The 2011 Survey of Information Security and Information Assurance Professionals: Findings

The 2011 Survey of Information Security and Information Assurance Professionals: Findings

Yulia Cherdantseva (Cardiff University, UK) and Jeremy Hilton (Cranfield University, UK)
DOI: 10.4018/978-1-4666-4526-4.ch013
OnDemand PDF Download:
$30.00
List Price: $37.50

Abstract

Information Assurance (IA) is an intensively discussed discipline. Perhaps the most striking feature of IA is that everyone has a different opinion about what it actually is. The literature analysis enables us to distinguish three different approaches to Information Assurance: 1) Technical approach, concentrated on protection of networks; 2) Business approach, where IA is perceived as the comprehensive and systematic management of Information Security (InfoSec); 3) General approach, where IA is considered as a way to establish a level of confidence in information. Interviews with InfoSec practitioners reveal that they interpret the term IA differently and have contradictory views on how IA relates to InfoSec. It was felt that a survey with a greater number of practitioners might help to identify a commonly accepted perception of IA and to clarify the goals of the discipline. In 2011, a survey was conducted among one hundred InfoSec and IA professionals across the world. This chapter presents the results of the survey.
Chapter Preview
Top

Introduction

Information Assurance (IA) is a highly interesting and intensively discussed discipline. Perhaps the most striking feature of IA is that everyone has different opinion about what it actually is about. A series of interview with Information Security (InfoSec) and IA practitioners revealed that they interpret the term IA differently and they have contradictory views on how IA relates to InfoSec. This perceived misunderstanding fueled a decision to employ the survey with a greater number of people with different backgrounds. It was felt that it might help to identify a commonly accepted perception of IA and to clarify the goals of the discipline.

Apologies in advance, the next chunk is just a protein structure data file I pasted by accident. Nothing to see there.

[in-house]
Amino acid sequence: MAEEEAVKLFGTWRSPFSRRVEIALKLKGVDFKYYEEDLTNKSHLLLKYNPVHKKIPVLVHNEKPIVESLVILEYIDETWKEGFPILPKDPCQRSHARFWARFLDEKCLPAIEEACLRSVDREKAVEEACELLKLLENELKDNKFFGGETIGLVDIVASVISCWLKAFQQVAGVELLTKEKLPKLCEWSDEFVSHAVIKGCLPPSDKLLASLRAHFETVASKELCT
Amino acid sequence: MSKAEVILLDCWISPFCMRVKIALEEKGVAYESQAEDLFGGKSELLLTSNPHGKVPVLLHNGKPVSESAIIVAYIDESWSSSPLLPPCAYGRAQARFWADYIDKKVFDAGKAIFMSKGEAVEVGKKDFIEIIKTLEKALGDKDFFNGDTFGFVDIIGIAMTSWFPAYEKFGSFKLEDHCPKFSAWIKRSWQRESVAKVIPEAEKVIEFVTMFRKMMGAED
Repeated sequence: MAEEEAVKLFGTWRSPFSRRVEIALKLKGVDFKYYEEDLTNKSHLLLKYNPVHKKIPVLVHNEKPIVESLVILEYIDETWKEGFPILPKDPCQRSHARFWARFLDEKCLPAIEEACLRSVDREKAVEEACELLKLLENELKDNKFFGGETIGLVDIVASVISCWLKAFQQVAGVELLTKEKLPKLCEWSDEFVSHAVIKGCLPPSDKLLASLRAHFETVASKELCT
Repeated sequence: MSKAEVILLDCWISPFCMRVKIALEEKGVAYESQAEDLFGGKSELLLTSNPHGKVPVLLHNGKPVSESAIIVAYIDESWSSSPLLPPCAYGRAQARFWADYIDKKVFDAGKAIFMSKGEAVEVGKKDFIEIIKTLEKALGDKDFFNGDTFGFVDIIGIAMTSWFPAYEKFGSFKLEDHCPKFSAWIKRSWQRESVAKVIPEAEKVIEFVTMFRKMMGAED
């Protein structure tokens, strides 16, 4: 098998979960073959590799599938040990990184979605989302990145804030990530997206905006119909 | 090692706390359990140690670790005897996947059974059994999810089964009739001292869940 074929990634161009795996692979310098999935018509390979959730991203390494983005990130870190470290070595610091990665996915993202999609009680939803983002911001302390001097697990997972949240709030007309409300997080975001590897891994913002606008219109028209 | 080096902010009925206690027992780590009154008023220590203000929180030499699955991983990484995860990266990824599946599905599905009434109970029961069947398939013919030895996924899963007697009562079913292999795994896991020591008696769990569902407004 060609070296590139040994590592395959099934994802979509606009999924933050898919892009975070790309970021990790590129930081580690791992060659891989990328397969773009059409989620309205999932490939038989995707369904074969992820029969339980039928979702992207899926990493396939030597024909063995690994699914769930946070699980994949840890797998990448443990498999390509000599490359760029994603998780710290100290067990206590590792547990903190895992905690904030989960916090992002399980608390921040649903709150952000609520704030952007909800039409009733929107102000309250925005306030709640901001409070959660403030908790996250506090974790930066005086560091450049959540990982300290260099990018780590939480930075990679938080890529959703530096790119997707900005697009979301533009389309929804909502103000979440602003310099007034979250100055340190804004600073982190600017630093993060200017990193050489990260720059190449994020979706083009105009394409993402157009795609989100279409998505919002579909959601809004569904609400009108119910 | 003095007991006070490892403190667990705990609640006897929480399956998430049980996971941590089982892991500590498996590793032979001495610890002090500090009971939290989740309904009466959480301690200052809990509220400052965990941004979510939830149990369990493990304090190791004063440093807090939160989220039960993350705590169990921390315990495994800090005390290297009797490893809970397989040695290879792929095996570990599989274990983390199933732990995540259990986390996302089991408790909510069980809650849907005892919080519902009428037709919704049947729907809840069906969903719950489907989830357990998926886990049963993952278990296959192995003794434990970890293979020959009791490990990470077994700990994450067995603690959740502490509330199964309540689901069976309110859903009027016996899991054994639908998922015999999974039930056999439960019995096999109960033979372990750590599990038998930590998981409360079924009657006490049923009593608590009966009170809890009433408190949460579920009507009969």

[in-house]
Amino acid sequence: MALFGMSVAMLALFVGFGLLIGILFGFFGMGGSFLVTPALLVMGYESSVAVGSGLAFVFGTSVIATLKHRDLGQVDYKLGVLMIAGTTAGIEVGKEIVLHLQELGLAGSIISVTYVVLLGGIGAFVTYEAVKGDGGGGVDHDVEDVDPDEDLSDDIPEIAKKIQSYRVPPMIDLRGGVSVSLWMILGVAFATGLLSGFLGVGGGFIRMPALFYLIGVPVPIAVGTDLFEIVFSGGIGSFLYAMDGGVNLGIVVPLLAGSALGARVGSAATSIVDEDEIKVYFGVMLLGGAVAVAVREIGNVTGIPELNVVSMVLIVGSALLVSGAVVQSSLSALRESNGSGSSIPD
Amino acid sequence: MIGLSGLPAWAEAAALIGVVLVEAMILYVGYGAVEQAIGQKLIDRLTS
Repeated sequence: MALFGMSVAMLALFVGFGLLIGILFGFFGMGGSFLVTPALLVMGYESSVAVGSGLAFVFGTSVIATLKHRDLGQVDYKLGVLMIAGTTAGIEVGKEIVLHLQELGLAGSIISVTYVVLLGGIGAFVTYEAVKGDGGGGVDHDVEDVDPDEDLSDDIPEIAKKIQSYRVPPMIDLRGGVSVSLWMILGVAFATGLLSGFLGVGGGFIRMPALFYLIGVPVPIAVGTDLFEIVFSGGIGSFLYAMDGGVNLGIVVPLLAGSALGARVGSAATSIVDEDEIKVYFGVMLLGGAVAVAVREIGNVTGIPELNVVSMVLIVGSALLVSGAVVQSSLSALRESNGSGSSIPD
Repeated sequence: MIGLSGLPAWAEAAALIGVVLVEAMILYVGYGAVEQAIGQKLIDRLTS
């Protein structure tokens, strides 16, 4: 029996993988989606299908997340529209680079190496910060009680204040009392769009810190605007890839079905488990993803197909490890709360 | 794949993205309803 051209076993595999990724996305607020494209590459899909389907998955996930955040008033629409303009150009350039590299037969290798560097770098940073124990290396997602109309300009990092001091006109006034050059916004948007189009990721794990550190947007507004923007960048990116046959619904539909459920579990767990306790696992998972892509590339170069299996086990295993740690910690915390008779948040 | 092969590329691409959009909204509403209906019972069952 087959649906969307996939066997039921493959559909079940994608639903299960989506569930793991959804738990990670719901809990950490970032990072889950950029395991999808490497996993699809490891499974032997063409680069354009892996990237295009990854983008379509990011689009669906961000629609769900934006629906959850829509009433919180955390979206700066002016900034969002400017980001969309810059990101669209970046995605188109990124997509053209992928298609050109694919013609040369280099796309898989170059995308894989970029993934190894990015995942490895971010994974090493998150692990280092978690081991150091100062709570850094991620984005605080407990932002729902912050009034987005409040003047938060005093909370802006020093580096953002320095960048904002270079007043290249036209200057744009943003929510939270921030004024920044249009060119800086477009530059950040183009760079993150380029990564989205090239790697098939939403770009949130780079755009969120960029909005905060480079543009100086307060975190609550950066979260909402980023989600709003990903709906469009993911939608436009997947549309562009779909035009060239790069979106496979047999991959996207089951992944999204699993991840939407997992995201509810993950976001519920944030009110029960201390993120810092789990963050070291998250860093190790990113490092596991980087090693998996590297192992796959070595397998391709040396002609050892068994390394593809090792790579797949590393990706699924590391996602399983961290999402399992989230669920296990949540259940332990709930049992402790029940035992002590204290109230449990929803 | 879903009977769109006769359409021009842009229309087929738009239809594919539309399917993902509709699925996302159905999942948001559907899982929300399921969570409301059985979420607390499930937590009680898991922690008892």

The results of the survey were expected either to support or to challenge our initial assumptions about the lack of a generally accepted understanding of IA. Thus, the main purpose of the survey was to discover participants’ perceptions of the two disciplines under discussion – InfoSec and IA. Participants’ views on the relationship between InfoSec and IA and on the goals of each discipline were also surveyed since a comparison between the disciplines was of particular interest for this research.

According to Murrey (2005), “the formation of a questionnaire requires a clear definition of the issues under consideration, and the related concepts involved”. The questionnaire was based on the outcomes of an IA literature analysis which is presented in detail in Cherdantseva and Hilton (2013).

The literature analysis enabled us to distinguish three different approaches to IA:

  • 1.

    Technical Approach: Which is concentrated on the protection of networks.

  • 2.

    Business Approach: Where IA perceived as the comprehensive and systematic management of InfoSec.

  • 3.

    General Approach: Where IA is considered as a way to establish a level of confidence in information.

Generally, the survey attempted to establish which of the three approaches to IA, as identified in the literature, has greater support among InfoSec and IA practitioners.

The survey consisted of 10 questions, which were split into two equal parts. In the first part, respondents were asked to:

  • Provide personal details: age group, country of the origin and nature of occupation (Questions 1-3).

  • Define their level of familiarity with each discipline (Question 4).

  • State the sources of their knowledge about the disciplines (Question 5).

In the second part of the questionnaire, the respondents were asked to:

  • Describe the relationship between InfoSec and IA (Question 6).

  • Choose or provide the best description of IA (Question 7).

  • Specify the main aim of IA (Question 8).

  • Indicate the goals of both disciplines (Question 9).

  • Provide comments (in a free form) that may clarify the respondent’s understanding (Question 10).

The survey was conducted in April – November 2011, using functionality provided at http://www.linkedin.com). In addition to the online survey, a series of interviews with InfoSec professionals was conducted at the InfoSecurity Europe 2011 event (19th-21st April 2011). The interviewees answered the survey questions either verbally or by filling in paper-based questionnaires. The responses received at the event were added to the database of online responses. Although the respondents were not individually selected, generally we targeted people who are competent in InfoSec, IA or related areas.

Complete Chapter List

Search this Book:
Reset